Nevertheless, the Yottamaster MS3 with a Crucial P2 remains a bit faster than the SanDisk Extreme Portable SSD V2 in this test.
ATTO Disk Benchmark Results
In the ATTO Disk benchmark we can see the maximum speed a storage drive can achieve. Again, the MS3 was able to achieve its advertised speed in this test.
CrystalDiskMark Benchmark Results
ezIOmeter Benchmark Results
In CrystalDiskMark and ezIOmeter benchmarks, we can see similar results and patterns from the other benchmark tests. The P2’s performance is reduced to the MS3’s speed limit. But it remained slightly faster than the Portable SSD V2, generally speaking. However, depending on what is more useful, beneficial, or cost-effective setup is entirely up to the user. Allow me to break it down for you.
Enclosure + M.2 NVMe SSD vs Portable SSD
A portable SSD that offers speeds of up to 10Gbps, like the SanDisk Extreme Portable SSD V2, is currently priced at around $159, give or take. SSD prices tend to change. But at the time I published this review, a good portable SSD is priced at around that margin.
The advantage of getting a portable SSD, like the one from SanDisk, is it is more likely to be the cheaper option. You also don’t need to install or thinker with the drive itself. And it’s basically plug and play right out of the box. Some manufacturers offer security software, where you can add a password and lock the drive. SanDisk’s portable SSDs have one.
On the flip side, with an M.2 NVMe SSD enclosure, you get to choose what SSD is installed inside. If ever that SSD fails, you can replace it with another one. Unlike with portable drives, you can’t replace the SSD inside it.
Also, depending on what drive you pair with the MS3, it may not be as cost-effective as simply buying a portable drive. But you do get the benefit of being able to (re)use the enclosure. Not to mention, the Yottamaster MS3 has an active cooling solution and a temperature display. So, basically, it boils down to one’s usage and preference.
Price and Availability
The Yottamaster M.2 NVMe SSD enclosure MS3 model is now available. At the time I published this review, it comes with a retail price of $59.99 for the cooling fan with a temperature display. Meanwhile, there is the MS2 enclosure that doesn’t have a temperature display but has active cooling. The MS2 is currently priced at $55.99. That’s only a $4 difference, so I’d get the MS3 instead. For the latest pricing and availability of the MS3, kindly check out the link below.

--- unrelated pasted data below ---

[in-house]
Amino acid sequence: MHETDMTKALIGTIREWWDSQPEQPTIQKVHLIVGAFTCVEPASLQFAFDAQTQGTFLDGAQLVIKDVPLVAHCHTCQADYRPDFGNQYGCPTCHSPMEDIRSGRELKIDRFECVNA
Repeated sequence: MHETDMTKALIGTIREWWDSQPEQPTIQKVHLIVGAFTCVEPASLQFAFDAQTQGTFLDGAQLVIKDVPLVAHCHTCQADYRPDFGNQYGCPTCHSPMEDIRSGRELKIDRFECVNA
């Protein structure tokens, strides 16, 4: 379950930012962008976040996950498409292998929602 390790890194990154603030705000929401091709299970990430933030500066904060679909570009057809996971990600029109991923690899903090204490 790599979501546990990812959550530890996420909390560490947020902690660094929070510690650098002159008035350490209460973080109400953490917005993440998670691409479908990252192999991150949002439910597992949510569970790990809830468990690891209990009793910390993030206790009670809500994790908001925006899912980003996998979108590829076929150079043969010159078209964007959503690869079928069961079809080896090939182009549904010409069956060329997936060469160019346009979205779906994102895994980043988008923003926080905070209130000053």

Yottamaster MS3 M.2 NVMe Enclosure available on Amazon.com here
Yottamaster MS3 M.2 NVMe SSD Enclosure Review Conclusion
At the end of the day, I think the Yottamaster MS3 is a good M.2 NVMe SSD enclosure. It’s easy to use, plug and play, and installing an M.2 SSD is a breeze. 10Gbps is fast, but it is definitely not the fastest. Most of the M.2 enclosure in the market offers 10Gbps of bandwidth. But the unique thing about the MS3 is that it has an active cooling fan and a temperature display.
Most of the (mainstream) motherboards today have USB 3.2 Gen2 10Gbps ports. That’s why many of the enclosures are limited to this speed. The newer Z590 motherboards have native support for USB 3.2 Gen2x2 20Gbps and some even offer Thunderbolt 4 (USB4) connectivity. If you are looking for an M.2 NVMe enclosure that offers faster speed, there are a few. And we’ll be checking out the Yottamaster SO3-C4 as well (review here).
The Yottamaster MS3 was able to achieve its advertised speed. So, I don’t have anything negative to report regarding its performance. It is also built quite well, thanks to its solid aluminum body. However, I do have a couple of things to nitpick about and hopefully, Yottamaster would address this in their future versions/variants.
The edges on the logo at the front portion are sharp. They need to pile it down to avoid accidental cuts or scratches. And I hope manufacturers, not only Yottamaster, would include a longer USB cable. Finally, the Yottamaster MS3 is an excellent M.2 NVMe SSD enclosure, and it’s worthy to be included in your top list.